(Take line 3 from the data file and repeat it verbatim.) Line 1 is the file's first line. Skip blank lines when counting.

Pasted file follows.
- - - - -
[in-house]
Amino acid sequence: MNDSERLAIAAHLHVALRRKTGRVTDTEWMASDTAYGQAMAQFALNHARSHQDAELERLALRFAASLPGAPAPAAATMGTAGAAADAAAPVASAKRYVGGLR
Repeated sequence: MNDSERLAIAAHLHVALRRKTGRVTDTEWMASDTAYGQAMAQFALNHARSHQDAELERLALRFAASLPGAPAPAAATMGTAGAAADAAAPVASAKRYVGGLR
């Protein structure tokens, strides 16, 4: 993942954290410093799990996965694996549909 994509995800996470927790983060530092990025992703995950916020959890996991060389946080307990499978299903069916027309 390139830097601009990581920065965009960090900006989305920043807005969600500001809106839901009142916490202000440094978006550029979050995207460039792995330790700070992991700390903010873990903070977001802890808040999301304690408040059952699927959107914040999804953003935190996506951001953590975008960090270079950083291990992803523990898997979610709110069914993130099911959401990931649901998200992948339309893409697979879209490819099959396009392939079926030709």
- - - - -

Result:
Repeated sequence: MNDSERLAIAAHLHVALRRKTGRVTDTEWMASDTAYGQAMAQFALNHARSHQDAELERLALRFAASLPGAPAPAAATMGTAGAAADAAAPVASAKRYVGGLR